Museum of Art tackles curatorial dilemmas in African art reinstallation project
ANN ARBOR—What does it mean to exhibit African art in an art museum?
This question, and many more, are at the heart of a recent University of Michigan class, speaker series and U-M Museum of Art gallery reinstallation that explore the latest thinking in representing the African continent and its various cultures in an exhibition setting.
Under the heading “Curatorial Dilemmas,” Laura De Becker, the UMMA Helmut & Candis Stern Associate Curator of African Art—along with Raymond Silverman, U-M professor of history of art and their co-taught class, “Black Art/White Cube: Exhibiting Africa in the Art Museum”—will start a series of conversations to prepare for the reinstallation of UMMA’s African art gallery.
As a part of a lecture series titled “Curatorial Dilemmas,” UMMA is hosting three African art experts to discuss some of the groundbreaking reinstallations they have developed at their respective institutions.
De Becker says that UMMA’s current African art gallery installation has been in place for nearly a decade. With pieces going in and out of rotation, the gallery has lost many of its original thematic connections.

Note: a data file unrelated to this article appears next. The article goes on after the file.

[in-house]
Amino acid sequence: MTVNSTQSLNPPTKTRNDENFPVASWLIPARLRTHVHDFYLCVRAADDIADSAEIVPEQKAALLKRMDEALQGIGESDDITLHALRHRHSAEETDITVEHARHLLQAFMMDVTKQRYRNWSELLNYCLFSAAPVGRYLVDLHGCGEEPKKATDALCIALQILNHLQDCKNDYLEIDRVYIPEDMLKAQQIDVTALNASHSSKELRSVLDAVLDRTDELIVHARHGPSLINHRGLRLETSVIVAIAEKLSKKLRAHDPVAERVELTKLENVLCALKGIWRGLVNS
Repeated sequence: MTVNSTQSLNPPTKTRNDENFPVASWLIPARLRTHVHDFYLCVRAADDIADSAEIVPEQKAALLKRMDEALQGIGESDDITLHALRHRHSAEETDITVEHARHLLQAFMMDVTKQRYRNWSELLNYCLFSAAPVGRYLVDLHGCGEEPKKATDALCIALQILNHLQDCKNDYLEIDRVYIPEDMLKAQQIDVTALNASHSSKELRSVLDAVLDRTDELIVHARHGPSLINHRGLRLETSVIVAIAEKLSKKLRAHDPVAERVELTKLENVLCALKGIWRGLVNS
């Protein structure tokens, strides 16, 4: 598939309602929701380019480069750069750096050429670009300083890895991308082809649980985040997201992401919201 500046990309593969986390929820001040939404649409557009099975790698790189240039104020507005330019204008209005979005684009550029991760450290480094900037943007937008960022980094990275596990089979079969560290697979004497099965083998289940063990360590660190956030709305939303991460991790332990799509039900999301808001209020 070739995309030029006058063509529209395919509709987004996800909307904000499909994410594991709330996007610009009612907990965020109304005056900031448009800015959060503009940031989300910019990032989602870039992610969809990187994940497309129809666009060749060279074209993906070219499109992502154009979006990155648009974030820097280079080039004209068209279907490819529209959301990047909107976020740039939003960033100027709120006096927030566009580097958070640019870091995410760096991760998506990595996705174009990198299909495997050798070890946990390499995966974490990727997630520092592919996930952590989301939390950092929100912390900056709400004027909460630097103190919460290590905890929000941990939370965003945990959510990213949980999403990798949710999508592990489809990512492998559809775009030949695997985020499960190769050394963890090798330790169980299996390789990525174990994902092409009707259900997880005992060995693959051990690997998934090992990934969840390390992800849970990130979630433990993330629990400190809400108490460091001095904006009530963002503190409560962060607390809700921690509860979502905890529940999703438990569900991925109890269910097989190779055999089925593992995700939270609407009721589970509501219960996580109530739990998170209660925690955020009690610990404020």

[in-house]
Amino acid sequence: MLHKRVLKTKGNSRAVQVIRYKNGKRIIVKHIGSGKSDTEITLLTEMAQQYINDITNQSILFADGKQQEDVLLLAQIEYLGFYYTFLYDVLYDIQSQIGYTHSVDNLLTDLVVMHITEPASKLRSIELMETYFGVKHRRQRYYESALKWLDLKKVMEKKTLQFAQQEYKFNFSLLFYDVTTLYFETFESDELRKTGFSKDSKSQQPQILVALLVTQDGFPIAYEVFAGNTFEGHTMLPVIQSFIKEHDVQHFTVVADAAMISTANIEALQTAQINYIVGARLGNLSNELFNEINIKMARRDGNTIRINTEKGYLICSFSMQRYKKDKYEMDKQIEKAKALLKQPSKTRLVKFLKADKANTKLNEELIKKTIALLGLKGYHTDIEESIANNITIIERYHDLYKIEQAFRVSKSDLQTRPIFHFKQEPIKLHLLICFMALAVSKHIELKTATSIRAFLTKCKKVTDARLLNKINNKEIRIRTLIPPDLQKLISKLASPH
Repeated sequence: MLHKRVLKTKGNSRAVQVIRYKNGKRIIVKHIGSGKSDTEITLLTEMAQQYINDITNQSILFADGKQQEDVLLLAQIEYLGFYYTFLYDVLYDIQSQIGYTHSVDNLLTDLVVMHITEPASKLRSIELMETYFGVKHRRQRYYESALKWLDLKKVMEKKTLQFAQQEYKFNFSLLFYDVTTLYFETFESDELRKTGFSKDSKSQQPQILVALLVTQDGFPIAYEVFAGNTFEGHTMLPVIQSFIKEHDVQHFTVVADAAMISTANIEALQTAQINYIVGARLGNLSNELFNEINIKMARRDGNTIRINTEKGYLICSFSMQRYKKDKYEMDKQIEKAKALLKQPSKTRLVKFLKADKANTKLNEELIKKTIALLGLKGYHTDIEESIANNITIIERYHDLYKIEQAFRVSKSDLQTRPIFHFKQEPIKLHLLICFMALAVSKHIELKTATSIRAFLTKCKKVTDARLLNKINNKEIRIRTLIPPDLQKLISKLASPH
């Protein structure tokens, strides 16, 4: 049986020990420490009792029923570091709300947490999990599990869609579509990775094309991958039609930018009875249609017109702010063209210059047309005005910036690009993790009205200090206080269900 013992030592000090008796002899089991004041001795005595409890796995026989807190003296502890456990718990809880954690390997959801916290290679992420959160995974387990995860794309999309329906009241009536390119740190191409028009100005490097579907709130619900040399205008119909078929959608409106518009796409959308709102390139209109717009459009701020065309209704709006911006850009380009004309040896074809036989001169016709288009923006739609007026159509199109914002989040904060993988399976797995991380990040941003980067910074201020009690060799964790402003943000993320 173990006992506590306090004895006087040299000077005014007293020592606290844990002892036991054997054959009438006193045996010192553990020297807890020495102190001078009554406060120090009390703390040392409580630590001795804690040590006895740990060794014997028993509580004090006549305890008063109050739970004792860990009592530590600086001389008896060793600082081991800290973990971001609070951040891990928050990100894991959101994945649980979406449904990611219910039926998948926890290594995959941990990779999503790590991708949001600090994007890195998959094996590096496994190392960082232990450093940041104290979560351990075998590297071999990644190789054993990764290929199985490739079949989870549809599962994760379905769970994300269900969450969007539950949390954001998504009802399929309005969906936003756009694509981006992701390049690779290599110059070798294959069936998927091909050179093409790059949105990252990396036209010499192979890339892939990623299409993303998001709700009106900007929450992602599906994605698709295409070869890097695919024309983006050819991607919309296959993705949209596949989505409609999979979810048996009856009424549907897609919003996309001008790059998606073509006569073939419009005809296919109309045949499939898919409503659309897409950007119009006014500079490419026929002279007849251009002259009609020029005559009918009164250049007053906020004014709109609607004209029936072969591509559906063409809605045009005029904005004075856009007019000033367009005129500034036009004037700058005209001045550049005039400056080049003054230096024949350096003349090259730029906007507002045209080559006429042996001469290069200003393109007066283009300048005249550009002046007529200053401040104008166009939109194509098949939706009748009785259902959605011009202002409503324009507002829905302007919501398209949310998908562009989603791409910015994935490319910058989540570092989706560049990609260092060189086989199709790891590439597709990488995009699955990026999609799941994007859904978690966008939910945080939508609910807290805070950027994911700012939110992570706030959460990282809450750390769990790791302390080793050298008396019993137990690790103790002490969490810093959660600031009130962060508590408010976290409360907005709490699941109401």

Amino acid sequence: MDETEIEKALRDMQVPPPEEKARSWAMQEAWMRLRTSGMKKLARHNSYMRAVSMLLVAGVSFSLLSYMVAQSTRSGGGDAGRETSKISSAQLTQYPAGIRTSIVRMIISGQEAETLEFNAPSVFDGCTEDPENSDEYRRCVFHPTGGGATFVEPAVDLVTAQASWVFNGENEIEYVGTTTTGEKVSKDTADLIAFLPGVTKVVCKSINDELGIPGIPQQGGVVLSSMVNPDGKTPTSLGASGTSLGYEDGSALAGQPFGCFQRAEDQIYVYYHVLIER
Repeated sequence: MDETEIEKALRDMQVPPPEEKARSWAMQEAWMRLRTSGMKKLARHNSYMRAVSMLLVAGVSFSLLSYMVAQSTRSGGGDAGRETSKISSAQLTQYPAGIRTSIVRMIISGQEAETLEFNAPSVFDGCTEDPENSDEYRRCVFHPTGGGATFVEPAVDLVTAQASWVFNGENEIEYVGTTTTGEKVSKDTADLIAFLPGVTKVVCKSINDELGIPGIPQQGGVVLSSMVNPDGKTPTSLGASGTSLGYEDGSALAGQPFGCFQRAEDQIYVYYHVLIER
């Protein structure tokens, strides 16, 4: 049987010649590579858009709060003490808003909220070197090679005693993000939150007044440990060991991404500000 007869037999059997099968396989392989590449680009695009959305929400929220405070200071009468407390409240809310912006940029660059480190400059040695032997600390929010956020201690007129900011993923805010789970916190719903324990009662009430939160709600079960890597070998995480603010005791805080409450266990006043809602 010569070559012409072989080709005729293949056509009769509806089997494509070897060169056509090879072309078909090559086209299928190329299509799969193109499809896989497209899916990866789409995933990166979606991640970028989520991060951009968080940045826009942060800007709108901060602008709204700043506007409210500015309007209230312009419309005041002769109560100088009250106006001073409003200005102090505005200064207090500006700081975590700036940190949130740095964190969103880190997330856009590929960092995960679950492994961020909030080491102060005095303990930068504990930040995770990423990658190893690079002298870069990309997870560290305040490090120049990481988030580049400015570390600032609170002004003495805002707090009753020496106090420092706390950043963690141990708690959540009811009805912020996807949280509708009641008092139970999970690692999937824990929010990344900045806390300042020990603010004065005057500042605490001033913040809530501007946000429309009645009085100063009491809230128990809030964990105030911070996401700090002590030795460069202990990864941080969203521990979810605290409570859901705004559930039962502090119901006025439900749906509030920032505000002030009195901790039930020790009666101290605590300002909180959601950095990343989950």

“I would like to reintroduce a clear structure in the gallery, pairing artworks in evocative ways to tell stories that are pertinent today,” she said.
The speaker series and class coincide with the exhibition “Power Contained: The Art of Authority in Central and West Africa,” on view through Dec. 31, 2017, in UMMA’s Brandon Bridge gallery.
The ultimate goal of these conversations, De Becker says, is to inform the reinstallation of UMMA’s African art gallery, scheduled for winter 2019.
“The discussions with the students and the speakers will contribute towards a plan for the gallery, which will then be pored over carefully by staff at the museum,” she said. “We will attempt to complement gaps in our collection through new acquisitions, especially with regards to contemporary African art, or through long-term loans and donations from local collectors of African art.”
“Curatorial Dilemmas: Representing Africa at UMMA Speaker Series” comprises the following talks at 7 p.m. Thursdays in UMMA’s Helmut Stern Auditorium:
- Oct. 19: Mary (Polly) Nooter Roberts, professor in the UCLA Department of World Arts and Cultures/Dance and consulting curator for African art at the Los Angeles County Museum of Art
- Nov. 2: Pamela McClusky, curator of African and Oceanic art at the Seattle Art Museum
- Nov. 30: Christa Clarke, senior curator arts of global Africa at the Newark Museum